I was reading a poem by Wislawa Szymborska early this morning that reminded me, in part, of thoughts I have had after my recent viewing of the film version of John Patrick Shanley's play, Doubt. Here is the poem:
IN PRAISE OF SELF-DEPRECATION
The buzzard had nothing to fault himself with.
Scruples are alien to the black panther.
Piranhas do not doubt the rightness of their actions.
The Rattlesnake approves of himself without reservations
The self-critical jackal does not exist.
The locust, alligator, trichina, horsefly
live as they live and are glad of it.
The killer-whale's heart weighs one hundred kilos
but in other respects it is light.
There is nothing more animal-like
than a clear conscience
on the third planet of the Sun.
The film Doubt directed by John Patrick Shanley who adapted his original play for the screen is a powerful drama whose story line reminded me of one thing that makes humans different from the animals in the above poem - our ability to doubt. Shanley succeeds in creating questions, and yes - doubt, in the mind of the viewer. In spite of a slight feeling of being manipulated, he impressed me with his message. The story, set in 1964, centers on a parish and school - St. Nicholas in the Bronx. A priest, Father Flynn, played by Philip Seymour Hoffman (Capote), is trying to upend the schools' strict customs, which have long been fiercely guarded by Sister Aloysius Beauvier, played with her usual supreme acting ability by Meryl Streep, a Principal who believes in the power of fear and discipline. Political and cultural change is changing the community, and the school has just accepted its first black student, Donald Miller. The story hangs on the actions of Sister James, who I found to be the most interesting character of all, played by Amy Adams. She appears as an innocent who is buffeted by the strong wills of the Priest and the Principal, and shares with Sister Aloysius her guilt-inducing suspicion that Father Flynn is paying too much personal attention to Donald. With this bit of information Sister Aloysius sets off on a personal crusade to unearth the truth and to chase Flynn from the school. She pursues her goal without no evidence besides her moral certainty. The ensuing battle of wills between Priest and Principal results in changes in lives and the community and ultimately raise doubts for the participants and audience alike. I found the film to be a thoughtful exploration of the nature of truth, certainty and doubt - one which like all good films left me with questions to ponder in my own mind.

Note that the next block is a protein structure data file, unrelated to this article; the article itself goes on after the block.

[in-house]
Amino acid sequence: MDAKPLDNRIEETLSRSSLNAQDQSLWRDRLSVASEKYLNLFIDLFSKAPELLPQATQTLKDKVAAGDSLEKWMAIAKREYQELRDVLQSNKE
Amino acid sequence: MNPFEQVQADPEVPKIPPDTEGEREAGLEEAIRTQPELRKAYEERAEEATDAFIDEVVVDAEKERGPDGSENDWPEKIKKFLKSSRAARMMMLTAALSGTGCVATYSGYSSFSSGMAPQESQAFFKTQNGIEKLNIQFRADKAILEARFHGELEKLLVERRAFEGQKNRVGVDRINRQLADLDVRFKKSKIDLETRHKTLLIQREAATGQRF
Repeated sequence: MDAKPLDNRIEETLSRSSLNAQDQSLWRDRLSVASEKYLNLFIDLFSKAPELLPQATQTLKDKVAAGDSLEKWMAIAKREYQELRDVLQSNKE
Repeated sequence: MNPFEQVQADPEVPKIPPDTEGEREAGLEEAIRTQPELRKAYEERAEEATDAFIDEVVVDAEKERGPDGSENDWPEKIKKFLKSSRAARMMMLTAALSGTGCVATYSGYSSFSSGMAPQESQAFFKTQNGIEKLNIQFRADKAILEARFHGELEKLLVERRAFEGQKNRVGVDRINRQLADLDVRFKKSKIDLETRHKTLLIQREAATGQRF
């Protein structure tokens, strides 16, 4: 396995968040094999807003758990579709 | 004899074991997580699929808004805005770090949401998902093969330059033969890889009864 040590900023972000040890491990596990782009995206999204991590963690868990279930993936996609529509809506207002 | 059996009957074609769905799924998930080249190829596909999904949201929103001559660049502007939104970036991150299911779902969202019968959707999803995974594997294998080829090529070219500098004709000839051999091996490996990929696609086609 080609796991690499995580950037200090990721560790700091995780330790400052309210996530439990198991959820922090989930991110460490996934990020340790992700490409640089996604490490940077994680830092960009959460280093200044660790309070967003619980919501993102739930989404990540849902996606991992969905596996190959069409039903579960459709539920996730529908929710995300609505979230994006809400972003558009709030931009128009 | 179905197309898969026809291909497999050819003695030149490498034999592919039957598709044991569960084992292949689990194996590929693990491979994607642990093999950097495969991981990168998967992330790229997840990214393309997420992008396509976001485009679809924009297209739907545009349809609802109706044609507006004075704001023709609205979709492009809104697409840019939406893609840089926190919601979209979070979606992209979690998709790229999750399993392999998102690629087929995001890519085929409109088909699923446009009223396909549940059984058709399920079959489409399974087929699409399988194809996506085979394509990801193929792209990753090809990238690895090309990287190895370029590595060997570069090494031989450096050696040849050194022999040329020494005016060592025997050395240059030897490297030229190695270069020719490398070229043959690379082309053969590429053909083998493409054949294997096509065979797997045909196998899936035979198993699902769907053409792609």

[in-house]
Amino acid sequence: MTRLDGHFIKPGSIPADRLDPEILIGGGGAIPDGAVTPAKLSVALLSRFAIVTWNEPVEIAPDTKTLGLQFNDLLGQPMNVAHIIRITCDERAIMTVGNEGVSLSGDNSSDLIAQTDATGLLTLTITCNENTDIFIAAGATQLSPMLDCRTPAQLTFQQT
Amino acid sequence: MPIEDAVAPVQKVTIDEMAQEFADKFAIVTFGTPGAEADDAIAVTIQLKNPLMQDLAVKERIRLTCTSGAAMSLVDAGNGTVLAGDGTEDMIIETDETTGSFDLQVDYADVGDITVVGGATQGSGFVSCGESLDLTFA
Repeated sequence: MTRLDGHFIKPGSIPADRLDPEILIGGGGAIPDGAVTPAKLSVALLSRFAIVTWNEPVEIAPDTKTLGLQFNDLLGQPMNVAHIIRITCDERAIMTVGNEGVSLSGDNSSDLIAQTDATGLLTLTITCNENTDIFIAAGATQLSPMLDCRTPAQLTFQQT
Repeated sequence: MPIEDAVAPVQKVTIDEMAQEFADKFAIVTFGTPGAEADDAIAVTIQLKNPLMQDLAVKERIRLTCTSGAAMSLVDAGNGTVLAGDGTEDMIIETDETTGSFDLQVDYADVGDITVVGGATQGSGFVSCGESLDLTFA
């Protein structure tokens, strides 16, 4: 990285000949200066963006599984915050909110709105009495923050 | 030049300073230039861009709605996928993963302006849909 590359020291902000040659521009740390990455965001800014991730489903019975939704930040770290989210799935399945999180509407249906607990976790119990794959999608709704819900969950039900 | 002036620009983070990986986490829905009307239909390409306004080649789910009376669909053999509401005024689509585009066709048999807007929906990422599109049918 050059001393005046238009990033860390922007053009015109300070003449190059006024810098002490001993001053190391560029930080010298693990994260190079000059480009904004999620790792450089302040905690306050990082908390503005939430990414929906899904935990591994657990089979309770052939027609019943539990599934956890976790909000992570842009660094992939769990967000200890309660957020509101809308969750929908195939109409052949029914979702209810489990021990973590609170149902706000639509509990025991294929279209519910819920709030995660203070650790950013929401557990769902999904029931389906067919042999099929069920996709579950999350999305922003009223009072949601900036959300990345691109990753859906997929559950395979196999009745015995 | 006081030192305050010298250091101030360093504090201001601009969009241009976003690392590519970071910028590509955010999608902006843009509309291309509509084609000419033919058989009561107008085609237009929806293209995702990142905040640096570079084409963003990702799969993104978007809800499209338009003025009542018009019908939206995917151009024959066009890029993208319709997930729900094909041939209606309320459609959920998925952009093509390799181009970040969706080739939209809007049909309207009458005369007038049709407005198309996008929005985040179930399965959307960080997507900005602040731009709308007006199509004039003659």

Sounds, Feeling, Thoughts: Seventy Poems by Wislawa Szymborska, trans. by Magnus Krynski and Robert Maguire. Princeton University Press, 1981.